Monday, December 27, 2010

The Death of Parties?

And every good argument deserves an equally good counter-argument. Not that I could aptly debate Anya's very good points, but for the sake of argument, and a balanced opinion, I will try to do so.
To understand the importance of political parties, we first have to look at why they originally came about (at least in the United States). In Federalist No.10, Madison basically says that "factions" are a necessary evil. Madison states, "As long as the reason of man continues fallible, and he is at liberty to exercise it, different opinions will be formed...The latent causes of faction are thus sown into the nature of man; and we see them everywhere...a zeal for different opinions concerning religion, concerning government, and many other points, as well as speculation as of practice; an attachment to different leaders ambitiously contending for pre-eminence and power; or to persons of other descriptions whose fortunes have been interesting to the human passions, have, in turn, divided mankind into parties, inflamed them with mutual animosity, and rendered them much more disposed to vex and oppress each other than co-operate for their common good." He goes on to say the development of factions is inevitable though because, "The inference to which we are brought is that the causes of faction cannot be removed and that relief is only to be sought in the means of controlling its effects".
And Madison believed that the Constitution was the means to control the effects. Madison is essentially telling us that yes, these factions cause problems, but they are a necessary evil in that we, as humans, naturally develop these factions in a democratic form of government. He says that eliminating democracy to eliminate the factions is absurd, and to make everybody think the same way and hold the same beliefs is also equally absurd. So, he proposes we don't eliminate the factions at all, we just deal with the effects of them. He thought the Constitution would handle the effects, and for the most part I agree with him. I also agree that it is in our human nature to form the factions, or political parties, because we like to form groups, we like having a consistent platform and having unwavering ideals. Anya mentions Bernie Sanders, and although I don't like his politics, he does have unwavering ideals. I think parties strengthen these ideals, not weaken them. What better way to stick to your ideals if you have other people backing you up? We like having a sense of safety and consistency because everything else in the world is wacky. On a psychological level, I think abolishing parties would be harmful for people's well-being and we would somehow find a way to drift back to a party system; it's just in our nature like Madison suggests.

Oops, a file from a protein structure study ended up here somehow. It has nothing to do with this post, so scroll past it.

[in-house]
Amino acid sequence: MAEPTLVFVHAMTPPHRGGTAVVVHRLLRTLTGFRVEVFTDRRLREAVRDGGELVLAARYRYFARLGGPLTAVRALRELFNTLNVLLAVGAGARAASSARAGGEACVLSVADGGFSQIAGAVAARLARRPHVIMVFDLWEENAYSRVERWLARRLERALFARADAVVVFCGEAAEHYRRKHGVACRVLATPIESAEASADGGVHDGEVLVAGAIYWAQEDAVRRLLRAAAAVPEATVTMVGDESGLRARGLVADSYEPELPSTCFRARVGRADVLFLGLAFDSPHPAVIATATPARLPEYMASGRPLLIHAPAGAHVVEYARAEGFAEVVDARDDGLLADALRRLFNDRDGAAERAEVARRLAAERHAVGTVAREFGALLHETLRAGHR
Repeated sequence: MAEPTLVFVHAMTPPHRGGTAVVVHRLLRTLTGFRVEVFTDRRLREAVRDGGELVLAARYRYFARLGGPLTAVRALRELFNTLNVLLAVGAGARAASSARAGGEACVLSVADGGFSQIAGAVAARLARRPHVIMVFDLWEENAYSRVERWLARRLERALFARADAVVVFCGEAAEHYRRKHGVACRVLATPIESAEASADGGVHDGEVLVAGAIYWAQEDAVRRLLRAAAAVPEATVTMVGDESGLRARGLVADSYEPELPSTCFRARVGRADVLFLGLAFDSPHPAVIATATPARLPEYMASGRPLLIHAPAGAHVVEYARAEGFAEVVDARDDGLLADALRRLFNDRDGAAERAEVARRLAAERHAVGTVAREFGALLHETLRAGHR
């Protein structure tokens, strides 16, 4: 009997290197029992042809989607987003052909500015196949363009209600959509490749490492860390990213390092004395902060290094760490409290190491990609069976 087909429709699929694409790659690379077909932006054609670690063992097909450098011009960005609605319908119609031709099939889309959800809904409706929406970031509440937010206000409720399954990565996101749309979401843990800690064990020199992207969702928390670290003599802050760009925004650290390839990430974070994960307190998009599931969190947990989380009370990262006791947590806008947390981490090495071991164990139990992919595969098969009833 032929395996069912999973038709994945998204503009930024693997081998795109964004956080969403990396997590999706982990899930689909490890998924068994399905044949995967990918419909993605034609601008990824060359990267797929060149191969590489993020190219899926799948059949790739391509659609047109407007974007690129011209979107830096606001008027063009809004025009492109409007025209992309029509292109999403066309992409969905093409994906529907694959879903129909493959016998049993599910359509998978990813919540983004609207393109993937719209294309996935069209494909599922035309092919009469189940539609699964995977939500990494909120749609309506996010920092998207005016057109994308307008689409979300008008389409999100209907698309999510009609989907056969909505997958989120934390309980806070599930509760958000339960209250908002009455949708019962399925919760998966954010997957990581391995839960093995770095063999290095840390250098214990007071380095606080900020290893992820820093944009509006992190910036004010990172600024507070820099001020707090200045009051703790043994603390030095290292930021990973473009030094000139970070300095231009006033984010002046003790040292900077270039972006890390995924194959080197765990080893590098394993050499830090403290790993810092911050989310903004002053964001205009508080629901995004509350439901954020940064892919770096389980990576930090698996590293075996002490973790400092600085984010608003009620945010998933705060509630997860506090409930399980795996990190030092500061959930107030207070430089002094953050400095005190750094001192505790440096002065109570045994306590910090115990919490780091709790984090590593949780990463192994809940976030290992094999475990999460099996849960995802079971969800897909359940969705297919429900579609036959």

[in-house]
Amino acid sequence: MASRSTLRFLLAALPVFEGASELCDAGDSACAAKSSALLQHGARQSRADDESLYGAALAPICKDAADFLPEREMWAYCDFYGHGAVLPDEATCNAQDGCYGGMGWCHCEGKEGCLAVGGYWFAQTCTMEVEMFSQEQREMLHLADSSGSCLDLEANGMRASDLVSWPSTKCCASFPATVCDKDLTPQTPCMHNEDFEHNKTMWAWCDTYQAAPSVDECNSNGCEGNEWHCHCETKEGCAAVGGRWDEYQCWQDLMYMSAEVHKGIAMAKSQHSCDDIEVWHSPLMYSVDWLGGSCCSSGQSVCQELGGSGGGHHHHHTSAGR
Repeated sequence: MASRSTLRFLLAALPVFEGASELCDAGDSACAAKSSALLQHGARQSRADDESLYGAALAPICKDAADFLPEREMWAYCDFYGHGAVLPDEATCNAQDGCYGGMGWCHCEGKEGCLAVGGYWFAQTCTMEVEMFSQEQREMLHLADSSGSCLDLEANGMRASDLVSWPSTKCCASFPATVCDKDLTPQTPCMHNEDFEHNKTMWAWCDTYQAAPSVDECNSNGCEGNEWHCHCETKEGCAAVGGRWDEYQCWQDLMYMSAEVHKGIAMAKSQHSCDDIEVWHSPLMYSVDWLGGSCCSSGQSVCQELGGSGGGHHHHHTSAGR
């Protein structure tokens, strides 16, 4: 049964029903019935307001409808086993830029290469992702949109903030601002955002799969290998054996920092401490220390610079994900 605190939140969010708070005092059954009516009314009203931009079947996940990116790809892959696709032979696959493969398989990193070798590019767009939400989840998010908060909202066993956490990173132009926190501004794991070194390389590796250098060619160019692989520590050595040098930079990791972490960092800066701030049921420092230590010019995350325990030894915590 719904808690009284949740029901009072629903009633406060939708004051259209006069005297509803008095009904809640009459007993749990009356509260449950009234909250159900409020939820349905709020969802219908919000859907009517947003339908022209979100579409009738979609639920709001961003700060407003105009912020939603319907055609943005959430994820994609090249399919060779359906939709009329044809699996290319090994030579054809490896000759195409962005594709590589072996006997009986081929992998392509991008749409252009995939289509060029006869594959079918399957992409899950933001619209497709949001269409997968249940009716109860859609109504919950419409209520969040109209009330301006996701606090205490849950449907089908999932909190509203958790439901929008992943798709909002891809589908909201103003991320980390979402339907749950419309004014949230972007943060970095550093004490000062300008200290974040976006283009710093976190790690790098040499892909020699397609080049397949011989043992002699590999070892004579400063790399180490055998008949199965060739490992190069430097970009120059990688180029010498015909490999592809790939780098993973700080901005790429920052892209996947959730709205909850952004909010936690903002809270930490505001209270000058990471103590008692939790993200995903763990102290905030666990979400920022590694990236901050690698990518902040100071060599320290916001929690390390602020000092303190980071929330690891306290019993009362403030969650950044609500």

We also have a long history of political parties in this country. Our political parties were developed very early on, one could stay it's essence started with the Federalists and Anti-Federalists. The Federalists being supporters of the Constitution and the Anti-Federalists being the people who didn't want the Constitution. These, however, weren't official parties. Then came the Federalist party and the Jeffersonian Democrats, or Democratic-Republicans. And why is having this history important? We know it works pretty well. Our political system was copied by many other countries, people are dying to live here, and we do get things done. Now, I don't always advocate complacency, but there's something to be said for, "if it ain't broke, don't fix it". Anya seems to believe our government is "broke" and I happen to disagree with this. Also, the reliance on history to keep a decision is a common legal argument. The Supreme Court very often relies on stare decisis, or adhesion to past decisions, when deciding cases. It takes a lot for them to overturn their decisions. Just like it would take a lot for us to overturn our party system in exchange for something that would be perceived as chaotic as well as uncharted territory. But, if anything could make a no party system work, it would definitely be the fighting spirit and lion's heart of the people of the United States.
For the most part I think we, as humans, like a party system. That combined with the fact it has been with us since the early inception of our government, makes it very unlikely we will have a no party system. But, who knows what the future holds for us?
Oh, and also we are happy to say this is our 50th blog post! We are so glad to have made it to 50, now on to 100!

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